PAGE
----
Criticise him all you like, but it is clear that Jeremy Corbyn is the only British political leader who is interested in sorting out Brexit – in the national interest.
The other opposition leaders are only interested in undermining him, and as for Theresa May… Mr Corbyn is right to claim that she wants to run down the clock so we have no choice but to accept her deal or “no deal”. Neither is acceptable to the British people.
It is notable that nobody has asked Mrs May the obvious question: Why is she so keen to delay matters? What does anybody have to gain? Is it correct that she wants to tie us to the March 29 deadline in order to ensure that tax avoiders don’t fall foul of new EU legislation coming into force in April? If so, how is that good for the UK as a whole? (Answer: It isn’t.)
We’re told that she has ordered her ministers to come back and help plan for a “no deal” Brexit – why can’t she get to work on a better Brexit deal instead?
It seems clear that Mrs May is the problem here. Mr Corbyn is working to find a solution.
So why are we all being told that he is the liability? Think about it.
Jeremy Corbyn has challenged Theresa May to cut short the Christmas recess and recall parliament early in the new year in order to bring forward a critical vote on the Brexit deal.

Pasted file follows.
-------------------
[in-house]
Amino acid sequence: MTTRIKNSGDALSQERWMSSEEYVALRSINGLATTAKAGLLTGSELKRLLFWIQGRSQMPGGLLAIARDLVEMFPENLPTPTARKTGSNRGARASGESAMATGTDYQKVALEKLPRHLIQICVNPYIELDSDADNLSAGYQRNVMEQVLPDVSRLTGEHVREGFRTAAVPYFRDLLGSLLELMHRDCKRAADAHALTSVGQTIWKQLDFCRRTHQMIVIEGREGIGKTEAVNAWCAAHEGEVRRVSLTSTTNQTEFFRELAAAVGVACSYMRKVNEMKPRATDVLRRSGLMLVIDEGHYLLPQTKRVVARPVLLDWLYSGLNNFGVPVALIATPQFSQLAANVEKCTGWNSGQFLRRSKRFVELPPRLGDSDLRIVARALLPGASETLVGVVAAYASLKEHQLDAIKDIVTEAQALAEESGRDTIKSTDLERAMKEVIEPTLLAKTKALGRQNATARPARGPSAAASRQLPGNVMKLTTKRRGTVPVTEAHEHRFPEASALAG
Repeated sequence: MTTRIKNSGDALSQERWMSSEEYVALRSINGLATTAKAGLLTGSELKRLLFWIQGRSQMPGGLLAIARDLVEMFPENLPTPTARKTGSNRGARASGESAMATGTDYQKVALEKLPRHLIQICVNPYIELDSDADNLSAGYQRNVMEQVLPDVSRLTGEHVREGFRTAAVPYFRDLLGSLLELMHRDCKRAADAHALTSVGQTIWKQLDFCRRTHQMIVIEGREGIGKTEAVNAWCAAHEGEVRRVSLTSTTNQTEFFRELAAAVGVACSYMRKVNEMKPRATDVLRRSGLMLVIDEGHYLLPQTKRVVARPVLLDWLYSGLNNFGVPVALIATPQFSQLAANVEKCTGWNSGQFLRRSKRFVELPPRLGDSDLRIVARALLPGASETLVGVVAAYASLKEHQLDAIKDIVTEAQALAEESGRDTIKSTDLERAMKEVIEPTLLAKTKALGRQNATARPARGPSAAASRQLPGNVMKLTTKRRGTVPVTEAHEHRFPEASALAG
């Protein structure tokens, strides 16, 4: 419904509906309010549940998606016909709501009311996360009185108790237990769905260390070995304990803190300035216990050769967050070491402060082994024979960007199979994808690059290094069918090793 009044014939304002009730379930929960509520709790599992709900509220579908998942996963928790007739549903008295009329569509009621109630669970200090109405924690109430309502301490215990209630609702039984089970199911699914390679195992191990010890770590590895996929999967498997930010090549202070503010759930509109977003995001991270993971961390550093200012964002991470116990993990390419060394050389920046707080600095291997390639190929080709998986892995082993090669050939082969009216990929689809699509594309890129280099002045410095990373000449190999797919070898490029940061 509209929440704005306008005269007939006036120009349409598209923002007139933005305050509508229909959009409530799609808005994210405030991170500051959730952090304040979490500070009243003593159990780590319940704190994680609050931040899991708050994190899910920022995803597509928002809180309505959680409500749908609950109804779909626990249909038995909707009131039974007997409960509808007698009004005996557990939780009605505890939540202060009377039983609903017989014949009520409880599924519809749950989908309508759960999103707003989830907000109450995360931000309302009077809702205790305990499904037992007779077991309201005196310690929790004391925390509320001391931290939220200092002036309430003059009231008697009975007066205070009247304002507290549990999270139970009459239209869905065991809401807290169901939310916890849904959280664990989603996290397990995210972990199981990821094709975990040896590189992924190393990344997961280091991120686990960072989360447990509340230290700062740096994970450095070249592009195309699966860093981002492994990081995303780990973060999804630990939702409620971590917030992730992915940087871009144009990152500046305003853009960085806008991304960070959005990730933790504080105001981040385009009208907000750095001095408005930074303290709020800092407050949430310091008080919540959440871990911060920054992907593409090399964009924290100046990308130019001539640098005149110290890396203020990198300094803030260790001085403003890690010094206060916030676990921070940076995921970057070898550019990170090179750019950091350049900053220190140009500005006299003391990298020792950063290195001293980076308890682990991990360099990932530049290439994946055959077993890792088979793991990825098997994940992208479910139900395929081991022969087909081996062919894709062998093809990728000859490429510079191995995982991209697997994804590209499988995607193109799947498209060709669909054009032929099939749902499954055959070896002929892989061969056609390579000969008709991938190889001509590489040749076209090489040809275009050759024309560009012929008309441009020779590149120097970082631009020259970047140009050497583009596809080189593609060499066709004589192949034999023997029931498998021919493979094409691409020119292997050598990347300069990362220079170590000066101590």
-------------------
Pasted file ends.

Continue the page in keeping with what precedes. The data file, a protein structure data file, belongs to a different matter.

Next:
In an interview with The Independent, the Labour leader said he believed the prime minister and her allies were engaged in a “cynical manoeuvre” to run down the clock and offer MPs the “choice of the devil or the deep blue sea”.
His remarks come as the Commons prepares to vote on the UK-EU deal in the week beginning 14 January – in what is being billed as the most significant moment in parliament for a generation.
With just 91 days remaining until Britain formally leaves the European Union, Mr Corbyn also reiterated it is a matter of “when, not if” Labour attempts to force a general election by tabling a motion of no confidence in the government, which he signalled will come in the aftermath of Ms May’s deal failing to receive MPs’ backing.
But he refused to be drawn on whether a Labour government would seek to extend Article 50, given that just weeks would remain for any renegotiation of Britain’s exit from the bloc, and claimed: “Lots of things are possible, the EU has longform on reopening and extending negotiations, but let’s not jump too many hoops when we haven’t arrived at them.”